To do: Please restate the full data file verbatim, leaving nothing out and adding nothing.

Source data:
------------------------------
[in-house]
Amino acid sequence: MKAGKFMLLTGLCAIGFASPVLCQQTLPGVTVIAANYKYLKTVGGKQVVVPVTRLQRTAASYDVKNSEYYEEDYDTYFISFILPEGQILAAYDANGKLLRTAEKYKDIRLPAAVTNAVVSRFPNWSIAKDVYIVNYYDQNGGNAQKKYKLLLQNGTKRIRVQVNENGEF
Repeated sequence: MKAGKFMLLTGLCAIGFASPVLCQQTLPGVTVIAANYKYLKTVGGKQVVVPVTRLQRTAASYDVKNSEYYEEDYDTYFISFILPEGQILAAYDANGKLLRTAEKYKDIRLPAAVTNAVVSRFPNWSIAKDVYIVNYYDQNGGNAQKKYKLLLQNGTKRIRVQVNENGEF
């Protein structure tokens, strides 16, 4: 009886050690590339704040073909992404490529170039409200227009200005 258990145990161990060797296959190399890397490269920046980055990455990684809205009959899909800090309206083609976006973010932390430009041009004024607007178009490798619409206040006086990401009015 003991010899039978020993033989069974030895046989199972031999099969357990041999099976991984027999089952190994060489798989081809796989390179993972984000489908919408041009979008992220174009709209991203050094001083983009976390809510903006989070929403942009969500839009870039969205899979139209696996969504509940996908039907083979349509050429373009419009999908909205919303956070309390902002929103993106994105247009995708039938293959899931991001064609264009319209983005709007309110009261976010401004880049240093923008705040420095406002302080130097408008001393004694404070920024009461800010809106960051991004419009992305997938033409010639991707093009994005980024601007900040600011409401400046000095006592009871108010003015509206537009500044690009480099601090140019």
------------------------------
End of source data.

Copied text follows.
[in-house]
Amino acid sequence: MKAGKFMLLTGLCAIGFASPVLCQQTLPGVTVIAANYKYLKTVGGKQVVVPVTRLQRTAASYDVKNSEYYEEDYDTYFISFILPEGQILAAYDANGKLLRTAEKYKDIRLPAAVTNAVVSRFPNWSIAKDVYIVNYYDQNGGNAQKKYKLLLQNGTKRIRVQVNENGEF
Repeated sequence: MKAGKFMLLTGLCAIGFASPVLCQQTLPGVTVIAANYKYLKTVGGKQVVVPVTRLQRTAASYDVKNSEYYEEDYDTYFISFILPEGQILAAYDANGKLLRTAEKYKDIRLPAAVTNAVVSRFPNWSIAKDVYIVNYYDQNGGNAQKKYKLLLQNGTKRIRVQVNENGEF
């Protein structure tokens, strides 16, 4: 009886050690590339704040073909992404490529170039409200227009200005 258990145990161990060797296959190399890397490269920046980055990455990684809205009959899909800090309206083609976006973010932390430009041009004024607007178009490798619409206040006086990401009015 003991010899039978020993033989069974030895046989199972031999099969357990041999099976991984027999089952190994060489798989081809796989390179993972984000489908919408041009979008992220174009709209991203050094001083983009976390809510903006989070929403942009969500839009870039969205899979139209696996969504509940996908039907083979349509050429373009419009999908909205919303956070309390902002929103993106994105247009995708039938293959899931991001064609264009319209983005709007309110009261976010401004880049240093923008705040420095406002302080130097408008001393004694404070920024009461800010809106960051991004419009992305997938033409010639991707093009994005980024601007900040600011409401400046000095006592009871108010003015509206537009500044690009480099601090140019």